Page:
The concern with obesity is well warranted. The concern is not just related to the individual’s physical appearance, but most importantly with the multiple organ systems that are affected. Most of the major organ systems from head to toe are affected by obesity.
Starting at the head (the emotions) there are psychosocial impacts such as poor self-esteem and depression. There are also neurological problems – pseudotumor cerebri. This is a process that affects the brain and appears to be a tumor, but is not. Fortunately this is reversible.
In the chest cavity the pulmonary system is compromised leading to incidence of asthma and exercise intolerance. The physiological changes in the cardiovascular system includes dyslipedemia (high blood cholesterol and triglycerides), high blood pressure, chronic inflammation, and endothelial (the inner lining of blood vessels) dysfunction which leads to a change in the actions of the endothelium toward reduced vasodilation, a proinflammatory state. Endothelial dysfunction “is associated with most forms of cardiovascular disease, such as hypertension, coronary artery disease, chronic heart failure, peripheral artery disease, diabetes, and chronic renal failure” (Endemann & Schiffrin, 2004).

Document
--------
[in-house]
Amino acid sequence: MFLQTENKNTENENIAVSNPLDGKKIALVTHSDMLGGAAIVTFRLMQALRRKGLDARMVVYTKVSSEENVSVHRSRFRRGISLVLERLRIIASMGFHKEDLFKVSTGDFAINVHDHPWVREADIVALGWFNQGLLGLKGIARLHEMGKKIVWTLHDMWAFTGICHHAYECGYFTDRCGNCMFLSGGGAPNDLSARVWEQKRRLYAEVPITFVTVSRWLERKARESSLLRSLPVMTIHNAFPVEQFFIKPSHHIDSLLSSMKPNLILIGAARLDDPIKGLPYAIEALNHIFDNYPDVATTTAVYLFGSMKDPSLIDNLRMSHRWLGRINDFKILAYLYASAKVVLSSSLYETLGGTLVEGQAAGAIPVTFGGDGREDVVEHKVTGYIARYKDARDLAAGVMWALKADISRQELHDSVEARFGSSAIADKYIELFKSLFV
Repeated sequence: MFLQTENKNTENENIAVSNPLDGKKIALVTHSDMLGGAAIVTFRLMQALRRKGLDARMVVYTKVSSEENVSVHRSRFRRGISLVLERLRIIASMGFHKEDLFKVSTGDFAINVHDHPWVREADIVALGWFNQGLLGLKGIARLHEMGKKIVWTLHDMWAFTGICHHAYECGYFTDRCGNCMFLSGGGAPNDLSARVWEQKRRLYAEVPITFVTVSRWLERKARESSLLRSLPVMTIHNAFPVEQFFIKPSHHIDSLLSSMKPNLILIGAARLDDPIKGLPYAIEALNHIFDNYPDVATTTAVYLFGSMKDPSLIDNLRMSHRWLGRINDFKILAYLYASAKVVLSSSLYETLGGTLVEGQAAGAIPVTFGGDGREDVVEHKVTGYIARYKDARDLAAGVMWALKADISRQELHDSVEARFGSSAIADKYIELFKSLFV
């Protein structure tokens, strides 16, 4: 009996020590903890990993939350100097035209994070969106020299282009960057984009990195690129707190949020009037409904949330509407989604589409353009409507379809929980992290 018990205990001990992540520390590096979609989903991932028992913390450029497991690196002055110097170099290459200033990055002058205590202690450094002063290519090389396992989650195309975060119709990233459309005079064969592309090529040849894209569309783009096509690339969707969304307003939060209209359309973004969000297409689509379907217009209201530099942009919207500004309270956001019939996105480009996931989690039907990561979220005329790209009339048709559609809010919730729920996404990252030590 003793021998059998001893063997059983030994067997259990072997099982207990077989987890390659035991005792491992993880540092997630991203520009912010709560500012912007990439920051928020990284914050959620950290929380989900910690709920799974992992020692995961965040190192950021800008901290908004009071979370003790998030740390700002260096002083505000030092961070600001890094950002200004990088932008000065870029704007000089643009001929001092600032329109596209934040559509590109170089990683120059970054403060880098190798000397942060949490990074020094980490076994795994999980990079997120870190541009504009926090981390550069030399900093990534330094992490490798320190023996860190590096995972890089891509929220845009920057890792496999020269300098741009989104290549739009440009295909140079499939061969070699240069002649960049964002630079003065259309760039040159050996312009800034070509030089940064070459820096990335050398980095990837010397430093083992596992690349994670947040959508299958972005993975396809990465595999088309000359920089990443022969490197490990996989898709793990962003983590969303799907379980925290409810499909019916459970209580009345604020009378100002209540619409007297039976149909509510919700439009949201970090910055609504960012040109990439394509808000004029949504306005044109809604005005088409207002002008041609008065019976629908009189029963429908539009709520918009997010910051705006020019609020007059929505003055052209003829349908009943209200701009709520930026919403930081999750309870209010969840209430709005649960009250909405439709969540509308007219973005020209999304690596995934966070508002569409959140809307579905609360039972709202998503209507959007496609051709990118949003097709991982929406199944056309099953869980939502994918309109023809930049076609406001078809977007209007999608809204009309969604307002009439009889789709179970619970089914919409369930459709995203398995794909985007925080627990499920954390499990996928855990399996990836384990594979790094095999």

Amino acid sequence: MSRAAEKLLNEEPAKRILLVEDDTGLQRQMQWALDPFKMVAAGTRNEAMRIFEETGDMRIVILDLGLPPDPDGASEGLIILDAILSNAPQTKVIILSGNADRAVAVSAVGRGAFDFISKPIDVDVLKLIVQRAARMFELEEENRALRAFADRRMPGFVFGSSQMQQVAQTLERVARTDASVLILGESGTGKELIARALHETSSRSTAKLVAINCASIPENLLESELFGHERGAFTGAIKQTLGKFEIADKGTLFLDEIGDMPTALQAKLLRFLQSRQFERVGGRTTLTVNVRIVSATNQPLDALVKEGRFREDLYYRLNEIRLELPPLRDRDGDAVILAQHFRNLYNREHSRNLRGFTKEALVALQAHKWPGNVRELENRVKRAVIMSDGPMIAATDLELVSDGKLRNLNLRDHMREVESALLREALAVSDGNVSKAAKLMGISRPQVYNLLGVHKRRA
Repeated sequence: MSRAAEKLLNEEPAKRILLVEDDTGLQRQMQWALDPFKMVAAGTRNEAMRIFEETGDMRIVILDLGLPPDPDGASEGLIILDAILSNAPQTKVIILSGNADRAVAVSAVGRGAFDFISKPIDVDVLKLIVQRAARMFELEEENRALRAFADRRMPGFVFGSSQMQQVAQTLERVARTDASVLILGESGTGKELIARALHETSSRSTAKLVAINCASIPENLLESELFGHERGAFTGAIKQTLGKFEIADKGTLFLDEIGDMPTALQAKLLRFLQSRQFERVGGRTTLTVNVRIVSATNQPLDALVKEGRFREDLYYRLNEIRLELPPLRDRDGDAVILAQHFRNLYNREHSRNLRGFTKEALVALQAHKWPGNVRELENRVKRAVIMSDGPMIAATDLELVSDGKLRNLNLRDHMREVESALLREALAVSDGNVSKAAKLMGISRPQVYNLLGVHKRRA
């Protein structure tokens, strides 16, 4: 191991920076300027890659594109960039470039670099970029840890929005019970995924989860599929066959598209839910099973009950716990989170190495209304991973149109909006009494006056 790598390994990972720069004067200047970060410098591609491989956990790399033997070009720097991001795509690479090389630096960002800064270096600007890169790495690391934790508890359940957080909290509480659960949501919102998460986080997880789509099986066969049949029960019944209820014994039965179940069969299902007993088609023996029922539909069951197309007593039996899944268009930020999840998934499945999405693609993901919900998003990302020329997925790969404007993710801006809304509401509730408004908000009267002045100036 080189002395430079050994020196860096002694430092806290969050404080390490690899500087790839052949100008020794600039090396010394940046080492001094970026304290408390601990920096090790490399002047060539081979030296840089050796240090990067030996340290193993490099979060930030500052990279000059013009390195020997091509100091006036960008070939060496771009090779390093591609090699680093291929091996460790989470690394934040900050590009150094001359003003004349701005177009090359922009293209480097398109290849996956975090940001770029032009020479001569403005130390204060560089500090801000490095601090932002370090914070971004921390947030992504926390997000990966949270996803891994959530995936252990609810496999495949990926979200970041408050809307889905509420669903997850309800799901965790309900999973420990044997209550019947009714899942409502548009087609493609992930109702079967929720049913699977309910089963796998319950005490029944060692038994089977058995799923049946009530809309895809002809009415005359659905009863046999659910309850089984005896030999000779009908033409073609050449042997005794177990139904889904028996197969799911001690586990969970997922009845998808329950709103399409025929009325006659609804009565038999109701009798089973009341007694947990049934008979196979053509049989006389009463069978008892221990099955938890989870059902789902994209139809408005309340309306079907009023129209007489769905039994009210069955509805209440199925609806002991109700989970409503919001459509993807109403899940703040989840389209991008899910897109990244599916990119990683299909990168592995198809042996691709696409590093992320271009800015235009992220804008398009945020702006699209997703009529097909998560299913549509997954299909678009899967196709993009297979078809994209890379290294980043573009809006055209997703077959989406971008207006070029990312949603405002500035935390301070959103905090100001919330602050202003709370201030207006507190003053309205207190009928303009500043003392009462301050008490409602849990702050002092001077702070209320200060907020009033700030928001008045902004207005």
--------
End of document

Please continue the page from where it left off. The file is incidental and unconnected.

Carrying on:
Glomerulosclerosis (scarring of the kidneys’ tiny blood vessels, the glomeruli, the functional units in the kidney that filter urine from the blood [WebMD]) affects the renal system.
The endocrine system is made up of glands that produce and secrete hormones which regulate the body’s growth, metabolism (the physical and chemical processes of the body), and sexual development and function. The hormones are released into the bloodstream and may affect one or several organs throughout the body (emedicinehealth). The endocrine system is closely linked to the nervous system, and does not escape the ravages of obesity as seen in the incidence of insulin resistance, type 2 diabetes and precocious puberty.
The consequences of obesity on the gastrointestinal system are gallstones and steatohepatitis (inflammation of the liver caused by fat buildup).
The musculoskeletal system encounters several problems including a slipped capital femoral epiphysis (this is a hip problem that starts if the epiphysis (growing end) of the femur (thigh bone) slips from the ball of the hip joint); Blount’s disease (a growth disorder of the shin bone (tibia) in which the lower leg turns inward, resembling a bowleg [MedlinePlus]); and excessive pronation (flat feet, or the phenomenon that occurs when the foot’s arch begins to flatten over time).
All of these disturbances in multiple organ systems can have severely negative health outcomes for obese individuals. Prevention is better than cure, but the good news is that obesity is a reversible disease process.
Submitted by: Monica McKenzie